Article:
Things to Come), and Carlos Saura (Carmen, Tango), screenwriter Jean-Claude Carrière
(The Discreet Charm of the Bourgeoisie),
and Bergman’s “script girl” for thirty years, Katinka Faragó,
all deliver poignant and insightful analyses of Bergman’s style and the themes
that run through his work.
interesting are the comments from Bergman’s sons, Daniel and Ingmar Jr., and
grandson Halfdan Ullmann Tøndel. Bergman was
married five times and had numerous love affairs. He fathered nine children,
but according to Daniel and Ingmar Jr., Bergman wasn’t close to his children.
One gets the impression that he loved his actors more than his immediate family,
and that he was only truly at “home” when he was in the theatre or on a film
set. At one point, an anecdote is told of how Bergman, sitting with some of his
grown children, once complained that he “missed his actors.” One of the
children snapped back, “What about your children?” Bergman shrugged and
replied, “I don’t miss you.”
Bergman may not have been the best father or family-man, but his dedication to
his art, his perception of the human condition, and especially his presentation of liberated women in his films, place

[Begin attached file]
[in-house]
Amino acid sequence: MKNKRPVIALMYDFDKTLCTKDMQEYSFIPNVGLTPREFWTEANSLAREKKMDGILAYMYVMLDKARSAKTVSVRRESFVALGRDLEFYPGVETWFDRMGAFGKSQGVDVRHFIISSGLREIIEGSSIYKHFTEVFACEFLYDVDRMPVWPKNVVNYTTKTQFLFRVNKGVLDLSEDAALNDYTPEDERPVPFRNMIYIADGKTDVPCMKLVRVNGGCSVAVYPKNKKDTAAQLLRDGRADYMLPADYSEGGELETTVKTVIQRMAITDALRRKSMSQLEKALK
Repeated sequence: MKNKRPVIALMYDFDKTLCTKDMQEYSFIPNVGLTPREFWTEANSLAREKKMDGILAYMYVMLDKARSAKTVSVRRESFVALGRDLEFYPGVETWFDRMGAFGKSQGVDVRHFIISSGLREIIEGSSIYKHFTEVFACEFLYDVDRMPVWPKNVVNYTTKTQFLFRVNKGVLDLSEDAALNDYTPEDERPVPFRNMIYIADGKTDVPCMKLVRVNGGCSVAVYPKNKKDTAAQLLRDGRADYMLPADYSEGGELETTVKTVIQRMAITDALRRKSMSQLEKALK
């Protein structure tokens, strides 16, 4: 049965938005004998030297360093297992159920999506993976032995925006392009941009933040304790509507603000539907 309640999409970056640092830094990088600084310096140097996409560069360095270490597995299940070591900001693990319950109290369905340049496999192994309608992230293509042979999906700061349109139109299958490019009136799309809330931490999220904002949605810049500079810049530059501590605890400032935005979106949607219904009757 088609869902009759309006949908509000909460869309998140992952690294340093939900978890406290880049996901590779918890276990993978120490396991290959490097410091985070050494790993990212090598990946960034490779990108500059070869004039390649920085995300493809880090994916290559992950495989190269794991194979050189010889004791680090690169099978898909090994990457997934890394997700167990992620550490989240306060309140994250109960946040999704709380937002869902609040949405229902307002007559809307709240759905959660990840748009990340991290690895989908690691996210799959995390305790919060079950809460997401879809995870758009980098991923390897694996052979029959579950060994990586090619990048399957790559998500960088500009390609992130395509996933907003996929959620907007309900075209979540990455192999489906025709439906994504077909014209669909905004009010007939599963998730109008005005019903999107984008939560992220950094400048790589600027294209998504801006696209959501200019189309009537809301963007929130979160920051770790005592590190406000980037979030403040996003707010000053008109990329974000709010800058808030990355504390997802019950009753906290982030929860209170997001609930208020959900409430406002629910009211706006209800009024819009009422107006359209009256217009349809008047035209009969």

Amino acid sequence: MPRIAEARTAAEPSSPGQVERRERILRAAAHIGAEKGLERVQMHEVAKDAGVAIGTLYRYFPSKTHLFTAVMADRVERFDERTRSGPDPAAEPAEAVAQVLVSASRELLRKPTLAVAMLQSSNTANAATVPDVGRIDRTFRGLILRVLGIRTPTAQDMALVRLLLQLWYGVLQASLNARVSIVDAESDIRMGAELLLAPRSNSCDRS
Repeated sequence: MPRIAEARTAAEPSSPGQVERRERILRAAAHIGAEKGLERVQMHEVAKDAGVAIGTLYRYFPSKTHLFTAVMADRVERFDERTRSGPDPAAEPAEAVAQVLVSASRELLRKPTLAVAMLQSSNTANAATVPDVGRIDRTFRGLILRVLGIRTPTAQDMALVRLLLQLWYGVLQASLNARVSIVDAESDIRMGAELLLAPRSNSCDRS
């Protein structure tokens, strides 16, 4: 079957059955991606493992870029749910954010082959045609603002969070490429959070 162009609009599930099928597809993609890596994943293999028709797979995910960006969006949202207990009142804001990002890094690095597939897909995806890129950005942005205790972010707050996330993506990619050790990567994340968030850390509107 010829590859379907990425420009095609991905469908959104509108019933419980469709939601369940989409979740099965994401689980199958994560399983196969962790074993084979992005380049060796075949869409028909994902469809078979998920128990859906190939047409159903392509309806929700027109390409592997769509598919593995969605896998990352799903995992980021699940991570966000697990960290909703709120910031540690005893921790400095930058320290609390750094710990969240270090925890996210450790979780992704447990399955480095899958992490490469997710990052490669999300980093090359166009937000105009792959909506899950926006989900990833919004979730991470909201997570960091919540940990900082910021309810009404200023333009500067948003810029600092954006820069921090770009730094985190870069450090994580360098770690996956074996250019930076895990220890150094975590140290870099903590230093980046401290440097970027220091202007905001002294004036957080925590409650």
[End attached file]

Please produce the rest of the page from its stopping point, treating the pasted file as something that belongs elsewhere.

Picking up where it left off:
the filmmaker on any serious cinephile’s Greatest Directors list.
testament to Bergman’s standing in the world of cinema is the upcoming Blu-ray
39-film box set that will be released by The Criterion Collection on November
20. In the meantime, a good introductory course for Bergman-beginners might be
von Trotta’s new documentary. Search for it at an art-house near you.
(The impressive and Gothic Oakley Court, star of many horror pics.)
BY MARK MAWSTON
Cinema Retro’s Mark
Mawston was invited to cover a rather special event being held at the wonderful
Oakley Court near Windsor, just across the river and virtually facing Hammers old
studios at Bray. Oakley, the setting for many a Hammer and Amicus film, was
utilized for its Gothic look and proximity from Bray, starting way back in 1949